Recent developments in the global Telecoms industry may signal the end of an era for 3G, the internet connection which ushered in the age of smartphone technology as many network providers have initiated moves to disconnect devices still using the network.
Global internet service providers like AT&T, T-Mobile had shut down the service earlier in 2022 and most recently, Verizon and Vodafone have notified customers that they intend to cut off 3G-enabled devices from their networks from December 2022 and December 2023 respectively.
3G is the third generation of wireless mobile telecommunications technology which was first rolled out commercially in mid-2001 and was an upgrade over the 2G, 2.5G, GPRS and 2.75G networks.
At the moment, it has been succeeded by the launch of 4G, 5G and most recently, a test run of 6G in China which is a super upgrade to the service.
Apart from the companies mentioned above, the October report of the Global Mobile Suppliers Association (GSA) has confirmed that 142 companies in 56 countries have either completed, planned, or are in the process of shutting down 2G and 3G networks.
The decision to shut down these networks according to experts is being accelerated to make way for a stronger 5G technology and other networks.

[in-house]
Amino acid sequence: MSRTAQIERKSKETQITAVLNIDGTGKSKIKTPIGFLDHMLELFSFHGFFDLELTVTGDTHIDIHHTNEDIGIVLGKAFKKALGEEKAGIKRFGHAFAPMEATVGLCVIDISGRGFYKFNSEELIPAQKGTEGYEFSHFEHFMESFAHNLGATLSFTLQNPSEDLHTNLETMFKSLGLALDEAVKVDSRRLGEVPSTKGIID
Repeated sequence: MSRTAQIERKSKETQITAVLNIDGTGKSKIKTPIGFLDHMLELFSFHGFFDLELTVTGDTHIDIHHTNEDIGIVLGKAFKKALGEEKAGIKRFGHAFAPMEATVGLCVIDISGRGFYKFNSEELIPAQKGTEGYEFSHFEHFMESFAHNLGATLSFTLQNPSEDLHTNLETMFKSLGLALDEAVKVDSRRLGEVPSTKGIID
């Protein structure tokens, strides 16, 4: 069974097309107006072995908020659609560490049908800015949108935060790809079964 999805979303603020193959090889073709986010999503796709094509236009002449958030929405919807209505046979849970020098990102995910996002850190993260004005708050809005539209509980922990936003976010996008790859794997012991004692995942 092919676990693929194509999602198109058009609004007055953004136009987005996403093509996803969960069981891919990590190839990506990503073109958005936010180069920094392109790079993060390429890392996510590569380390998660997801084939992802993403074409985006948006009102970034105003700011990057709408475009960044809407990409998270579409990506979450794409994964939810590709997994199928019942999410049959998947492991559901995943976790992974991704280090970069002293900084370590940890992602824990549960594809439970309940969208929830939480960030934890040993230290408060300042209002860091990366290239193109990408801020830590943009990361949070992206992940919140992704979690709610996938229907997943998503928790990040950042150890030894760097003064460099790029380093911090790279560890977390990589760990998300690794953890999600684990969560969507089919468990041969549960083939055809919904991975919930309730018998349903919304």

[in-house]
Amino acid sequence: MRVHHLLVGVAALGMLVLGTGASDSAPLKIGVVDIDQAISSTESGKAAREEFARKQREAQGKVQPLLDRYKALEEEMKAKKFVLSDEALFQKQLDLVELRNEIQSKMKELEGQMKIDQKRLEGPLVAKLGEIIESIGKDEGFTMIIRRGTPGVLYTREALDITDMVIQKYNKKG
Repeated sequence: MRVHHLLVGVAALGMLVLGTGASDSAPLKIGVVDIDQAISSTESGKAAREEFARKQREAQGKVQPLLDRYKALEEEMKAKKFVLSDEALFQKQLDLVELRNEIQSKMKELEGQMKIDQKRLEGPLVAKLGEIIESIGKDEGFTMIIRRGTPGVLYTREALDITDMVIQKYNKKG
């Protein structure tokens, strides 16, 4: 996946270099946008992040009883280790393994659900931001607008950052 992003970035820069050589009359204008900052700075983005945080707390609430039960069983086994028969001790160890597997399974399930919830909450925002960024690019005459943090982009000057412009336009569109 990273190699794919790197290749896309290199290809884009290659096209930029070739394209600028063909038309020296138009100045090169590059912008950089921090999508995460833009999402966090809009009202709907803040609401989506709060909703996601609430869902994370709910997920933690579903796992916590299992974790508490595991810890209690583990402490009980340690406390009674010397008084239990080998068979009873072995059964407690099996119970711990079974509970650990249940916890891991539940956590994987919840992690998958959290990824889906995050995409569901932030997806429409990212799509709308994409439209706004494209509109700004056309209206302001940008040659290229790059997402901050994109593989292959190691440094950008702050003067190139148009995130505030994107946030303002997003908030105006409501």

When the network operators shut down 2G networks, the spectrums can be recycled for 4G and 5G networks, offering far greater connectivity options for consumers.
Despite these announcements, no operator in Africa is yet to announce a shutdown of 2G/3G technology. South Africa however, has issued a statement about the future of 2G and 3G in the country.
The government announced that by June 2023, it will completely phase out licensing of 2G devices. In the second half of 2024, the country plans to carry out a similar process for 3G which will end in March 2025.
In Nigeria, there has been no announcement to join the shutdown but the state of the currently used equipment which was built on the infrastructure of older networks can cause issues for the network operators.
Experts have revealed that the 5G licence currently being auctioned by the Nigerian Communications Commission can be deployed on the infrastructure of older networks.
These older networks, however, have a deadline date set by the original equipment manufacturers indicating when they will stop producing equipment for 3G and 2G and when the time comes, TELCOS using these equipment models may have difficulty operating.